How does the first generation of mammoths know how to be a mammoth. They can't learn from parents or other mammoths?
I often wonder about this for other species too.
I have a cat. She's a rescue cat from the local rescue centre. She came from a home in Belfast where the current resident cat had a litter of 5 that the family couldn't / wouldn't look after so were given to the rescue centre within a couple of weeks. A couple of weeks after that her 4 siblings were rehomed leaving her on her own. We adopted her at 8 weeks and she's been the sole cat in our home ever since (she's now 8 years old). When I was growing up we always had at least one cat so you get to know the sorts of things they do seemingly as built in actions, such as scrape the wall trying to bury their dinner, attack your arm with what I call the 'hug and bite'. Taking my current cat as an example she hasn't been around her mother to learn these actions, nor has she been around other cats to learn them. The conclusion is that they are instinctive actions, baked into their consciousness. An idea I find fascinating.
It's the same idea for a Mammoth. Perhaps part of the make up of a Mammoth is the baked in instinct for how to be a Mammoth, and without that part they would not be a Mammoth.
This is getting into the realms of philosophy very quickly here, best stop.
In my opinion, extinction plays a key role in the cycle of life. In fact, the next sequels of Jurassic Park touch on that very thing - dinosaurs "mixing" in with civilization, and it does not go well, to say the least. Although mammoths are not dinosaurs, and were originally thought to have been hunted to extinction (new theories are now pointing to the Ice Age as the reason : BBC article), I still think it holds similar for them.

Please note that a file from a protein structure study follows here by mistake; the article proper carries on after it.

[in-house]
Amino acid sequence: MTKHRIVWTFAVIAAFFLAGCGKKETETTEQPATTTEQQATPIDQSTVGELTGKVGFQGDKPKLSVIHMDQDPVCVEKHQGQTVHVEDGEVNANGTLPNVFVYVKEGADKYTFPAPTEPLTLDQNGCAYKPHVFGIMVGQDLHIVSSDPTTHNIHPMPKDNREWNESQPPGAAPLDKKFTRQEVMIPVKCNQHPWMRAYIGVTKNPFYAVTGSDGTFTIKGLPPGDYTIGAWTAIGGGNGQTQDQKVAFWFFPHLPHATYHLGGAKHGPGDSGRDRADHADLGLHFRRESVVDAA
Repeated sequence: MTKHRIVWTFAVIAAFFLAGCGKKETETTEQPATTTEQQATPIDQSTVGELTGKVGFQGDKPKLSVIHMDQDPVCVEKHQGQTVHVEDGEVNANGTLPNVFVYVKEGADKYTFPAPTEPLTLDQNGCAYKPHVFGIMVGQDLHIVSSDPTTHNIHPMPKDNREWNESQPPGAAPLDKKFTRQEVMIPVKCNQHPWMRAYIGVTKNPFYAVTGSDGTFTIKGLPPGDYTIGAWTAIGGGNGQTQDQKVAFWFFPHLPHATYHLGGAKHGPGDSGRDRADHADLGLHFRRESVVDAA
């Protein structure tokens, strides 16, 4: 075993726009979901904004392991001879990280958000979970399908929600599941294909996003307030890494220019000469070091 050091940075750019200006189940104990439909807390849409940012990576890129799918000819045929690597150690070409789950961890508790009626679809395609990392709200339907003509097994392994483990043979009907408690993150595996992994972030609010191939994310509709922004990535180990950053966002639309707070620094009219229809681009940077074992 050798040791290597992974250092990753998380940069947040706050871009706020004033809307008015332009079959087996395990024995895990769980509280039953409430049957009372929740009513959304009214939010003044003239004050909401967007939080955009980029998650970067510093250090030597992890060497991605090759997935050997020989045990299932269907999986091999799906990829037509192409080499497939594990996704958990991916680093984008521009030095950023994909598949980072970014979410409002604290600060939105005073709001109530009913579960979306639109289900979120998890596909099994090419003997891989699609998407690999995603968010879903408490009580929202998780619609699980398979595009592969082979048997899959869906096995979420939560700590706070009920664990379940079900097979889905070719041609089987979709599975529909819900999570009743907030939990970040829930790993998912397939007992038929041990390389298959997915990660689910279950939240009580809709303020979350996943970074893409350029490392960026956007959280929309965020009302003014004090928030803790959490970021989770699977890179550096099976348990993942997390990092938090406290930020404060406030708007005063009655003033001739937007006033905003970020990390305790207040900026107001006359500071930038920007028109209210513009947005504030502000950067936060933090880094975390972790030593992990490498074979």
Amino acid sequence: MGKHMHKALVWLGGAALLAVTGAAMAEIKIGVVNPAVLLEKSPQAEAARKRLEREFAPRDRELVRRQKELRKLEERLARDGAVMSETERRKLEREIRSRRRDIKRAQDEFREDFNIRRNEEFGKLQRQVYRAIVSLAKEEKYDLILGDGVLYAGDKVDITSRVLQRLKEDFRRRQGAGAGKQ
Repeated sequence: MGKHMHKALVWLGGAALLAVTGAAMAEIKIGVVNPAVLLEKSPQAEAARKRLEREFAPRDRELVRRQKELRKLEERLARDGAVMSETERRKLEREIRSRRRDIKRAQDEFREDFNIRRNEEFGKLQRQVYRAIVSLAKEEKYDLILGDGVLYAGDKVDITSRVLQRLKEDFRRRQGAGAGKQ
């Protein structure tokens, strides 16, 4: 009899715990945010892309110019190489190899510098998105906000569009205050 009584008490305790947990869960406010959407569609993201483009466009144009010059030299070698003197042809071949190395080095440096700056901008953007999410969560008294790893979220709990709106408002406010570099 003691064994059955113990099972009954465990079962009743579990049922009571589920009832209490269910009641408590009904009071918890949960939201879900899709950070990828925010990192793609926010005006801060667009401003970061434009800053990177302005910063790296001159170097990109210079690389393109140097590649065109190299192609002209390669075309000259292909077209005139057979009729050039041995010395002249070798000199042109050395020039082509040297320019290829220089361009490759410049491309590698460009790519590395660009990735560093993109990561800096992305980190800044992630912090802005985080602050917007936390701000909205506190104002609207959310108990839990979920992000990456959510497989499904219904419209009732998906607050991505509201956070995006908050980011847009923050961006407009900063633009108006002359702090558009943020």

Here's an interesting thing about the current cat population: most countries have programs to neuter and spay domestic cats to prevent over population. This sounds reasonable enough other than the fact that by restricting the perpetuation of the domesticated breed it leaves mostly the ferals to breed like crazy. So as much as us humans want our cats to be nice and friendly, we are preventing it happening and the majority of them are not far detached from a feral. Research also says that any domestic cat will be fully feral again within three generations if left to fend for itself.